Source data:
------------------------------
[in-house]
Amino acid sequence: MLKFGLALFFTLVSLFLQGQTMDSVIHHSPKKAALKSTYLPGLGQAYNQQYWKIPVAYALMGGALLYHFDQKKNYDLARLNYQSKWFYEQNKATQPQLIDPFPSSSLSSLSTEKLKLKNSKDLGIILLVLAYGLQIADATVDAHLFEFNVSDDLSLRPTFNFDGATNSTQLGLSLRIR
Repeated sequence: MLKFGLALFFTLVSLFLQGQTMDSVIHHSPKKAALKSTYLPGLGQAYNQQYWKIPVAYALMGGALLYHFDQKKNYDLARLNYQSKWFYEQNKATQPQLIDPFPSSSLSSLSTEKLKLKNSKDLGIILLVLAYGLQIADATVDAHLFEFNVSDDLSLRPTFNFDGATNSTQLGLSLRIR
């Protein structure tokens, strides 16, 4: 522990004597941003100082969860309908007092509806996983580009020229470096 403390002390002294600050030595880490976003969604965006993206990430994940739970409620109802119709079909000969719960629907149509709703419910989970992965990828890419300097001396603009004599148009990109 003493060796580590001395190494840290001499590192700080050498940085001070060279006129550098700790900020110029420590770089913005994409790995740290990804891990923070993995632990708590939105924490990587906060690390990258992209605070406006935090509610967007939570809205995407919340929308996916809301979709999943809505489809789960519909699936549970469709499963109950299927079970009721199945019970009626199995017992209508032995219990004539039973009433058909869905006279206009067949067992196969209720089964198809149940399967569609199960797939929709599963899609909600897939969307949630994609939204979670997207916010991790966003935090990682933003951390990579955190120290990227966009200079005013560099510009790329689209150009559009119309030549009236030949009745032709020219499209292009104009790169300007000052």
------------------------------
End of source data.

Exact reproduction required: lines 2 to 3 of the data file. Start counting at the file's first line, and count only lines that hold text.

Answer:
Amino acid sequence: MLKFGLALFFTLVSLFLQGQTMDSVIHHSPKKAALKSTYLPGLGQAYNQQYWKIPVAYALMGGALLYHFDQKKNYDLARLNYQSKWFYEQNKATQPQLIDPFPSSSLSSLSTEKLKLKNSKDLGIILLVLAYGLQIADATVDAHLFEFNVSDDLSLRPTFNFDGATNSTQLGLSLRIR
Repeated sequence: MLKFGLALFFTLVSLFLQGQTMDSVIHHSPKKAALKSTYLPGLGQAYNQQYWKIPVAYALMGGALLYHFDQKKNYDLARLNYQSKWFYEQNKATQPQLIDPFPSSSLSSLSTEKLKLKNSKDLGIILLVLAYGLQIADATVDAHLFEFNVSDDLSLRPTFNFDGATNSTQLGLSLRIR